A review article summarizes the state-of-the-art knowledge about graphene grain boundaries

Jul 11, 2014
ICREA Research Professor Stephan Roche, Group Leader at ICN2

Graphene has attracted significant interest both for exploring fundamental science and for a wide range of technological applications. Chemical vapor deposition (CVD) is currently the only working approach to grow graphene at big scale, which is required for industrial applications. Unfortunately, the produced graphene is typically polycrystalline, consisting of a patchwork of grains with various orientations and sizes, joined by grain boundaries of irregular shapes.

Researchers from the ICN2 Theoretical and Computational Nanoscience Group curated a review article in Advanced Materials to determine whether graphene are a blessing or a curse. ICREA Research Professor Stephan Roche, Group Leader at ICN2, together with Dr Aron Cummings, Jose Eduardo Barrios Vargas and Van Tuan Dinh, from the same Group, share the authorship of the review with researchers from Sungkyunkwan University. The review article not only provides guidelines for the improvement of graphene devices, but also opens a new research area of engineering graphene grain boundaries for highly sensitive electro-biochemical devices.

The review analyses the challenges and opportunities of charge transport in polycrystalline graphene, which means summarizing the state-of-the-art knowledge about grain boundaries (GGBs). The review is divided in the following sections: Structure and Morphology of GGBs; Methods of Observing GGBs; Measurement of Electrical Transport across GGBs; Manipulation of GGBs with Functional Groups.

The work describes how TEM and STM, combined with theory and simulation, can provide information for the observation and characterization of GGBs at the atomic scale. These boundaries have interesting properties, such as the fact that they can be a good template for the synthesis of 1D materials, might be useful to design sensors for detecting gases and molecules or allow selective diffusion of limited gases and molecules. Controlling the atomic structure of GGBs by CVD is a big challenge from a scientific point of view, but would be a huge step forward in the realization of next-generation technologies based on this material.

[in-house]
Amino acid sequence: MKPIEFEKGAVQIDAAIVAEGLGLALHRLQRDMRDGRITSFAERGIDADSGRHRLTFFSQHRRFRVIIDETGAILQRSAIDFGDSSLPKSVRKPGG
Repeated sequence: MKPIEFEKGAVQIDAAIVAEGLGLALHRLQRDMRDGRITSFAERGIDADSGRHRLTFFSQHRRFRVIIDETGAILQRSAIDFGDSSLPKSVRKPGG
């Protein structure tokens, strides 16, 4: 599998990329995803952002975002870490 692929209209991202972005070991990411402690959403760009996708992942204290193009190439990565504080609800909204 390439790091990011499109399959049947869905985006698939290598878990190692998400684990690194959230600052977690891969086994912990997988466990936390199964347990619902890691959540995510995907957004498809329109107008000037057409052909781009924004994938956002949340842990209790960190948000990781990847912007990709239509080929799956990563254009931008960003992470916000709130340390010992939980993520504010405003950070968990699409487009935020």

Explore further: A nanosensor to identify vapors based on a graphene-silicon heterojunction Schottky diode

More information: Cummings AW, Duong DL, Nguyen VL, Van Tuan D, Kotakoski J, Barrios Vargas JE, Lee YH, Roche S. Charge Transport in Polycrystalline Graphene: Challenges and Opportunities. Advanced Materials. 2014; Jun 5. DOI: 10.1002/adma.201401389. [Epub ahead of print]

add to favorites email to friend print save as pdf

Related Stories

STM of individual grains in CVD-grown graphene

Jun 24, 2011

Users from Purdue University, working collaboratively with staff in the CNM Electronic & Magnetic Materials & Devices Group, studied CVD-grown graphene on polycrystalline copper foil for the first time at ...

New study gives insight into graphene grain boundaries

Jan 15, 2013

(Phys.org)—Using graphene – either as an alternative to, or most likely as a complementary material with – silicon, offers the promise of much faster future electronics, along with several other advantages ...

Recommended for you

Blades of grass inspire advance in organic solar cells

6 hours ago

Using a bio-mimicking analog of one of nature's most efficient light-harvesting structures, blades of grass, an international research team led by Alejandro Briseno of the University of Massachusetts Amherst ...

How to make a "perfect" solar absorber

Sep 29, 2014

The key to creating a material that would be ideal for converting solar energy to heat is tuning the material's spectrum of absorption just right: It should absorb virtually all wavelengths of light that ...

User comments : 0